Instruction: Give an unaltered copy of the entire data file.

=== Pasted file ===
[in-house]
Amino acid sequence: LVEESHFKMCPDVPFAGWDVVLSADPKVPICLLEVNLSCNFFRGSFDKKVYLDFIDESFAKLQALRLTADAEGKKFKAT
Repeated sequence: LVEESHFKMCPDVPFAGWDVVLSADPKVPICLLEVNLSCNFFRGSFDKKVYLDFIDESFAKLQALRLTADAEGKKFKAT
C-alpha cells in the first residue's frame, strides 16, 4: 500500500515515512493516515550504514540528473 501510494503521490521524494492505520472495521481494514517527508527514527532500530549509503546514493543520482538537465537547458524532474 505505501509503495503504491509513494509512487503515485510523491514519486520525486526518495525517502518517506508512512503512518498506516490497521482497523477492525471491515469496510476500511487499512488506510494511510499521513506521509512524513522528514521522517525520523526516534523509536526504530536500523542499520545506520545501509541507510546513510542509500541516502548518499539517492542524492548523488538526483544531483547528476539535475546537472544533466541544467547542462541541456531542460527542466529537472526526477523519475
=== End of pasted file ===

[in-house]
Amino acid sequence: LVEESHFKMCPDVPFAGWDVVLSADPKVPICLLEVNLSCNFFRGSFDKKVYLDFIDESFAKLQALRLTADAEGKKFKAT
Repeated sequence: LVEESHFKMCPDVPFAGWDVVLSADPKVPICLLEVNLSCNFFRGSFDKKVYLDFIDESFAKLQALRLTADAEGKKFKAT
C-alpha cells in the first residue's frame, strides 16, 4: 500500500515515512493516515550504514540528473 501510494503521490521524494492505520472495521481494514517527508527514527532500530549509503546514493543520482538537465537547458524532474 505505501509503495503504491509513494509512487503515485510523491514519486520525486526518495525517502518517506508512512503512518498506516490497521482497523477492525471491515469496510476500511487499512488506510494511510499521513506521509512524513522528514521522517525520523526516534523509536526504530536500523542499520545506520545501509541507510546513510542509500541516502548518499539517492542524492548523488538526483544531483547528476539535475546537472544533466541544467547542462541541456531542460527542466529537472526526477523519475